Have You Fully Operationalized Your Organization's Cloud?

More organizations are moving IT assets to the cloud—will cloud resource management follow?

Mary E. Shacklett, President of Transworld Data

September 9, 2021

5 Min Read
Syda Productions via Adobe Stock

For most organizations, adopting the cloud is a continuous and even haphazard exercise, and IT has not fully matured its policies and operations in the cloud like it has in the data center. What key areas of cloud management can IT more fully develop to optimize clouds?

Establish a cloud central control point

Three years ago, IBM commented, “Enterprise users can get applications to market quickly [with cloud], without worrying about underlying infrastructure costs or maintenance.” 

This is true. Not only do users (and their citizen developers) onboard applications quickly with cloud, but they can also instantly subscribe to new cloud services and portals that immediately return value to the business and bypass bureaucratic roadblocks such as IT reviews.

Getting cloud applications to market quickly should continue -- but at some point, there should also be a central control point that oversees how clouds are utilized, or even if there are cloud resources not being utilized at all as expenses continue to pour in.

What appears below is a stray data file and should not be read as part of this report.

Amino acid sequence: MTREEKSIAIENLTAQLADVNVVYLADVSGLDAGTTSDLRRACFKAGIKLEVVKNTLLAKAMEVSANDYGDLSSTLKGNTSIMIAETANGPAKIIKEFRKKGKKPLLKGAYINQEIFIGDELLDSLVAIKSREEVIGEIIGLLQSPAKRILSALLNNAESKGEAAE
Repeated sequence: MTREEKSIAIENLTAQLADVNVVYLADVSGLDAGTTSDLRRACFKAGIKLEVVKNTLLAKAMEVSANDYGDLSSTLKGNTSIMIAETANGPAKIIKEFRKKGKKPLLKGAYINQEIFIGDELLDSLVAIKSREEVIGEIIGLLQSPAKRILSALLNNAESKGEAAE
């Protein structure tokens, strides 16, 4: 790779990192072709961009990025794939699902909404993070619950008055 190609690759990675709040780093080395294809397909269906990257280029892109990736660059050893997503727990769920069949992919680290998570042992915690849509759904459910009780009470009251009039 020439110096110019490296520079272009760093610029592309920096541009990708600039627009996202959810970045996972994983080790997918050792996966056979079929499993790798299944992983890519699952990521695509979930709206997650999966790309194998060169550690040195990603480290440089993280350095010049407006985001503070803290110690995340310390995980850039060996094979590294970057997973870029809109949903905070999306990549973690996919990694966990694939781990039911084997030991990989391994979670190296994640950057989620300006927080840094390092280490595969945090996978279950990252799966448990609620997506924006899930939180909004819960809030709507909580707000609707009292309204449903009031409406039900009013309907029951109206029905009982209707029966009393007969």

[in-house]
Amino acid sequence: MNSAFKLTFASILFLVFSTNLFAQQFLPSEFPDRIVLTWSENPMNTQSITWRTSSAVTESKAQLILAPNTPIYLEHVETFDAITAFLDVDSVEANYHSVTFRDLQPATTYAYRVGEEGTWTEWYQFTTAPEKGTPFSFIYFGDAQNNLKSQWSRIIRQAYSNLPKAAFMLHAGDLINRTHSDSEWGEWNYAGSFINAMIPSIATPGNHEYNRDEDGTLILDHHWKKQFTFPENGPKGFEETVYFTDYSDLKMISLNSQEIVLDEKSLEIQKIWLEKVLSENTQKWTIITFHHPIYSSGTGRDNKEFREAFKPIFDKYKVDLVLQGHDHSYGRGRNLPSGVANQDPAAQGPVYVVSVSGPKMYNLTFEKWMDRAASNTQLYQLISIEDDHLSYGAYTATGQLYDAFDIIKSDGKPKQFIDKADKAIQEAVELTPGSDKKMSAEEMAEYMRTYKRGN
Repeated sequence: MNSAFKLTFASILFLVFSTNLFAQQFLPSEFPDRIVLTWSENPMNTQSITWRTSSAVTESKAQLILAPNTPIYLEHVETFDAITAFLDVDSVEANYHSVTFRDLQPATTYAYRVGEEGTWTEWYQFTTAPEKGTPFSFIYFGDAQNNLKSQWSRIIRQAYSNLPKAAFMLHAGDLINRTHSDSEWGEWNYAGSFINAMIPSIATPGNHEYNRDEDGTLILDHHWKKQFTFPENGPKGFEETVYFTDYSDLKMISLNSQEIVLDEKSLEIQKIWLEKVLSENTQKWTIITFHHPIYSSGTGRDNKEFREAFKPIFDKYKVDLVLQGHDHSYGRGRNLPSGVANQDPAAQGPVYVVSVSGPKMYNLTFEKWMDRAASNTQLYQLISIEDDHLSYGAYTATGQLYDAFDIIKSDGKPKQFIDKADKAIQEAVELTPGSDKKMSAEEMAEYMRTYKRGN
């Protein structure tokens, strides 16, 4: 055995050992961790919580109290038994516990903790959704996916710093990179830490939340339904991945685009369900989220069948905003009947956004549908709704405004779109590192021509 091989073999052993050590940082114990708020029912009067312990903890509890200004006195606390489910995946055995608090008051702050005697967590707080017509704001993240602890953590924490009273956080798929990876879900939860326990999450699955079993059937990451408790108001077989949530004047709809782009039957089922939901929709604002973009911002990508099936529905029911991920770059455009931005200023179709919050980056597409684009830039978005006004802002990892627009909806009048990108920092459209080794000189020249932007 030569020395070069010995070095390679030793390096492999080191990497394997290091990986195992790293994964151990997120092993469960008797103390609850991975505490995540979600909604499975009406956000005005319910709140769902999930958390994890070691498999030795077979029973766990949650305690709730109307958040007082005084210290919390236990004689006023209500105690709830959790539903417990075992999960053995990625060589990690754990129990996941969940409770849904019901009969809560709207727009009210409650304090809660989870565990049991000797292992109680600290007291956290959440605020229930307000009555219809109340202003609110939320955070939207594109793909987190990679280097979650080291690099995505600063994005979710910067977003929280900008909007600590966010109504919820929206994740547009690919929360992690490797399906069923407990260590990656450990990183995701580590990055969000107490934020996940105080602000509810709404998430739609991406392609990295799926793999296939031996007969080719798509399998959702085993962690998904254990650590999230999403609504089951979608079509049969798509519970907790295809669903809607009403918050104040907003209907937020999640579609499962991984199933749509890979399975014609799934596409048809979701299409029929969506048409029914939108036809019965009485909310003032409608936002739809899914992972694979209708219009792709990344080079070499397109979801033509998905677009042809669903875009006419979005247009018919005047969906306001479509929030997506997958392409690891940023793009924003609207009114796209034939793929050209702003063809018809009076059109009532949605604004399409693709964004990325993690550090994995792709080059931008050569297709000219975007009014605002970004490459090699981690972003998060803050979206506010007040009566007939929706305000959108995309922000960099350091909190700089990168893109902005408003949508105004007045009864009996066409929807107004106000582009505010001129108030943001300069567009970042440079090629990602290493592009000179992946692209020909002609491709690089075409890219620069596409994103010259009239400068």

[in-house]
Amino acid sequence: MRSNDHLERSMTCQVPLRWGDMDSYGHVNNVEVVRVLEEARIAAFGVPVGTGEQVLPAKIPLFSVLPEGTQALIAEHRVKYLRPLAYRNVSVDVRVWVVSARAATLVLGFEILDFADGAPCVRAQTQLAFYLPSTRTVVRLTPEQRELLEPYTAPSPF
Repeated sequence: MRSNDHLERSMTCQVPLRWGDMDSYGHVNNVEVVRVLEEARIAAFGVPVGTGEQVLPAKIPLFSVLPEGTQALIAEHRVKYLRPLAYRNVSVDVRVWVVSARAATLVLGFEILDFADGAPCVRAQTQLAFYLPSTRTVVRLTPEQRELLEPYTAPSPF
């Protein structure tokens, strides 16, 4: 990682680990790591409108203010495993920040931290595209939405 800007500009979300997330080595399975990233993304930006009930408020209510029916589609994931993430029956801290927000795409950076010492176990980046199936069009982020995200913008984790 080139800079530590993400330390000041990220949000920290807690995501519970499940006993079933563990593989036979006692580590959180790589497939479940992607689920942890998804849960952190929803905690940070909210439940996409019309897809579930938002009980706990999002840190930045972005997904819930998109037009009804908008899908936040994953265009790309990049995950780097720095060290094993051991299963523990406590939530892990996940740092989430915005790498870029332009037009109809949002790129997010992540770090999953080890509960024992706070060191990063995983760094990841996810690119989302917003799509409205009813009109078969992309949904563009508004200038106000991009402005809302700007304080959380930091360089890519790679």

This central control point doesn’t necessarily have to be IT. It could be an internal governance function that is independent of both IT and user areas -- or from a financial perspective, it could even be Finance.

At some point, the overall enterprise needs to know how much it spends on cloud resources as a part of its IT.

Tighten up security and data safekeeping

In 2018, cybersecurity startup RedLock discovered a hack in AWS cloud that allowed entry to Tesla proprietary data about vehicle servicing -- the telemetry from Tesla cars and mapping data. AWS is not alone, as most major cloud providers have been breached.

While major cloud providers remain the most lucrative targets for hackers, these bad actors also target lesser-known cloud providers whose attention to security and data may be lax.

Enterprises set themselves up for hacks and breaches when they obtain cloud resources but neglect to follow up with their own security and data safekeeping standards with the cloud providers.

When a company uses the cloud, responsibility for security is split between the company and the cloud provider. Major cloud providers have security policies and services in place that can range from network firewalls, network monitoring, and security patches to data encryption. These same cloud providers complain that companies that that use their services fail to take advantages of all the security options that they offer.

It’s up to enterprise IT and governance areas to review the security options that each cloud provider offers, choose from these options, and enact them to protect their systems and data in the cloud. Too many companies fail to do this and assume the cloud provider will do all of that. Instead, IT should add policies and procedures that ensure security settings for each cloud are set to enterprise standards. Recent security audits for each cloud vendor must be reviewed and daily IT activities concerning cloud security should be performed in the same way they are for the company’s own data center.